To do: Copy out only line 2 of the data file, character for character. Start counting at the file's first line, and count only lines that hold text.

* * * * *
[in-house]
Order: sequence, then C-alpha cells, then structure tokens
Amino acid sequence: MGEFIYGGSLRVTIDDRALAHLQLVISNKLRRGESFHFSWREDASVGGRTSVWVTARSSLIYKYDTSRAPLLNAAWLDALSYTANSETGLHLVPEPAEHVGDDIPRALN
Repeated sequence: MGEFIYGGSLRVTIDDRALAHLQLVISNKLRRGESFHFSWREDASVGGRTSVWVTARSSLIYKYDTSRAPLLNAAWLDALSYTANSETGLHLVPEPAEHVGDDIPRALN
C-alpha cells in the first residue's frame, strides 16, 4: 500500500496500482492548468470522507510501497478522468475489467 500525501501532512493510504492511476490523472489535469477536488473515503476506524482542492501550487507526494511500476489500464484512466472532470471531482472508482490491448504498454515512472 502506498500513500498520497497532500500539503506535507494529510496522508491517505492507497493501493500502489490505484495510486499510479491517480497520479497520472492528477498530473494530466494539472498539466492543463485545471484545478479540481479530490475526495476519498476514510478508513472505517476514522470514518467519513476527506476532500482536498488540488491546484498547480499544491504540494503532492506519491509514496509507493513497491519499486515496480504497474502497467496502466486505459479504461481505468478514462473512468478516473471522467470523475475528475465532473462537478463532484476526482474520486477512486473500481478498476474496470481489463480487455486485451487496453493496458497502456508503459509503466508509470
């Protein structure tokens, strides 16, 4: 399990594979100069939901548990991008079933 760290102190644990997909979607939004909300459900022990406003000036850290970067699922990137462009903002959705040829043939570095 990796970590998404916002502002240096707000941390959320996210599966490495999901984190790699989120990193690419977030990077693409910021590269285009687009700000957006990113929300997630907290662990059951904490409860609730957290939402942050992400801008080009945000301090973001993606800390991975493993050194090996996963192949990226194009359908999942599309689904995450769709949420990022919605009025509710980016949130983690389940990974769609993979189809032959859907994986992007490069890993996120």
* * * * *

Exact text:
Order: sequence, then C-alpha cells, then structure tokens